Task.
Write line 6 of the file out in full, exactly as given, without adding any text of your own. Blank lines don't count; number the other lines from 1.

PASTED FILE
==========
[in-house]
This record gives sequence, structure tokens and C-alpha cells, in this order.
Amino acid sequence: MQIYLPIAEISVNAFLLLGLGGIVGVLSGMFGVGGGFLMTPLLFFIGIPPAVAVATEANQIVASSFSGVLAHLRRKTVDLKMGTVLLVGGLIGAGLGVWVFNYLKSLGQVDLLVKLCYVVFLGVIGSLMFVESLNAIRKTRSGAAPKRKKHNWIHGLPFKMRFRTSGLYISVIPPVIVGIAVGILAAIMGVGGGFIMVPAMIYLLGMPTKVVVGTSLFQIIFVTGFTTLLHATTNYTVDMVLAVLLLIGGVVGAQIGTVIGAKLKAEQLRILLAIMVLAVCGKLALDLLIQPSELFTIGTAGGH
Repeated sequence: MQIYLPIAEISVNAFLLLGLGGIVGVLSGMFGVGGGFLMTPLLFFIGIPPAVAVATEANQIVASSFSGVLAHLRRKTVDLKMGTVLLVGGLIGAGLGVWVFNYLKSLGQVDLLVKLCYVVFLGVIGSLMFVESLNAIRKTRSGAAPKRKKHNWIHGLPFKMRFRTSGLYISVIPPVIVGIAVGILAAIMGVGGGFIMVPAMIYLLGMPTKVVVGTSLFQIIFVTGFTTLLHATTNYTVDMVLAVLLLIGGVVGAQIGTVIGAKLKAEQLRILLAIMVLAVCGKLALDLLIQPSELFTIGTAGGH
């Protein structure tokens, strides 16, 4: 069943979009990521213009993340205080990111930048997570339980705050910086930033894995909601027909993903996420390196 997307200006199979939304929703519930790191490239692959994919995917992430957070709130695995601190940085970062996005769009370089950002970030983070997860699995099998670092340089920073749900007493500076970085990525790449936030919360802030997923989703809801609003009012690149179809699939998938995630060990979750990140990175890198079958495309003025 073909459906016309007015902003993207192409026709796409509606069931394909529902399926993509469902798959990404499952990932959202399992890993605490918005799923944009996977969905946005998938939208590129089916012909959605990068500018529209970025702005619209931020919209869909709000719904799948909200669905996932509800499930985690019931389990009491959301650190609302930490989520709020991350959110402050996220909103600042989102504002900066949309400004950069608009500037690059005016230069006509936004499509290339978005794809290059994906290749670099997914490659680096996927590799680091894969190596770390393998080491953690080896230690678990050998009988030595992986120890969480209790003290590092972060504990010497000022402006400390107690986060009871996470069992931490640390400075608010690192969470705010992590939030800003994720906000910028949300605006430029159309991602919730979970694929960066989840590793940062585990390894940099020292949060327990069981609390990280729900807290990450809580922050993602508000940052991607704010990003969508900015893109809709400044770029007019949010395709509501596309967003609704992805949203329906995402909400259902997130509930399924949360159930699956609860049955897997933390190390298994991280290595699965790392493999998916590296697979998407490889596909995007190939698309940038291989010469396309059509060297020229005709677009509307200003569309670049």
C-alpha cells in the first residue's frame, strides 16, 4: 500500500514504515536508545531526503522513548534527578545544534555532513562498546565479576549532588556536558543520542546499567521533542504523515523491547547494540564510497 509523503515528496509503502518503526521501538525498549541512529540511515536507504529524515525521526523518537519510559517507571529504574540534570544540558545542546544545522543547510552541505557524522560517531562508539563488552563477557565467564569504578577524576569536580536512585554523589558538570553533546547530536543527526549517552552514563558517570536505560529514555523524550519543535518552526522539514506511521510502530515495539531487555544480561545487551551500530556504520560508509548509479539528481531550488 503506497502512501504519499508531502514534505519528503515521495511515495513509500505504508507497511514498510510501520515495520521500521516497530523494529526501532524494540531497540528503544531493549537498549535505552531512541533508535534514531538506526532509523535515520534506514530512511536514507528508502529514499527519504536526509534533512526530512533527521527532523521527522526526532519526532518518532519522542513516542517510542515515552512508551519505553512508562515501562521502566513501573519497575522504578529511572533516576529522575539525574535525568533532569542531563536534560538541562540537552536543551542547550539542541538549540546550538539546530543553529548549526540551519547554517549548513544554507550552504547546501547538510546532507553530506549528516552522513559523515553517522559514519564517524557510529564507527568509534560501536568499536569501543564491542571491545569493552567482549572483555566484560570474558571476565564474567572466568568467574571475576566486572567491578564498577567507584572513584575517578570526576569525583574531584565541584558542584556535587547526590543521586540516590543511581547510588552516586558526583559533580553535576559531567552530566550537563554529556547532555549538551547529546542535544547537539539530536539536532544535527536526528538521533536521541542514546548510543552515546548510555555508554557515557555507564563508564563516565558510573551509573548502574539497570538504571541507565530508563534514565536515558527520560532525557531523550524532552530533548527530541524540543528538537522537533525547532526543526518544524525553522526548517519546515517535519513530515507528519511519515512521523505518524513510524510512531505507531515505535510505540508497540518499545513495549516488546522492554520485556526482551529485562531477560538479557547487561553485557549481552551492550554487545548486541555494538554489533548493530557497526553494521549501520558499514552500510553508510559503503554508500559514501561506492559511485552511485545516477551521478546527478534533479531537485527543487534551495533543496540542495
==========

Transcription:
C-alpha cells in the first residue's frame, strides 16, 4: 500500500514504515536508545531526503522513548534527578545544534555532513562498546565479576549532588556536558543520542546499567521533542504523515523491547547494540564510497 509523503515528496509503502518503526521501538525498549541512529540511515536507504529524515525521526523518537519510559517507571529504574540534570544540558545542546544545522543547510552541505557524522560517531562508539563488552563477557565467564569504578577524576569536580536512585554523589558538570553533546547530536543527526549517552552514563558517570536505560529514555523524550519543535518552526522539514506511521510502530515495539531487555544480561545487551551500530556504520560508509548509479539528481531550488 503506497502512501504519499508531502514534505519528503515521495511515495513509500505504508507497511514498510510501520515495520521500521516497530523494529526501532524494540531497540528503544531493549537498549535505552531512541533508535534514531538506526532509523535515520534506514530512511536514507528508502529514499527519504536526509534533512526530512533527521527532523521527522526526532519526532518518532519522542513516542517510542515515552512508551519505553512508562515501562521502566513501573519497575522504578529511572533516576529522575539525574535525568533532569542531563536534560538541562540537552536543551542547550539542541538549540546550538539546530543553529548549526540551519547554517549548513544554507550552504547546501547538510546532507553530506549528516552522513559523515553517522559514519564517524557510529564507527568509534560501536568499536569501543564491542571491545569493552567482549572483555566484560570474558571476565564474567572466568568467574571475576566486572567491578564498577567507584572513584575517578570526576569525583574531584565541584558542584556535587547526590543521586540516590543511581547510588552516586558526583559533580553535576559531567552530566550537563554529556547532555549538551547529546542535544547537539539530536539536532544535527536526528538521533536521541542514546548510543552515546548510555555508554557515557555507564563508564563516565558510573551509573548502574539497570538504571541507565530508563534514565536515558527520560532525557531523550524532552530533548527530541524540543528538537522537533525547532526543526518544524525553522526548517519546515517535519513530515507528519511519515512521523505518524513510524510512531505507531515505535510505540508497540518499545513495549516488546522492554520485556526482551529485562531477560538479557547487561553485557549481552551492550554487545548486541555494538554489533548493530557497526553494521549501520558499514552500510553508510559503503554508500559514501561506492559511485552511485545516477551521478546527478534533479531537485527543487534551495533543496540542495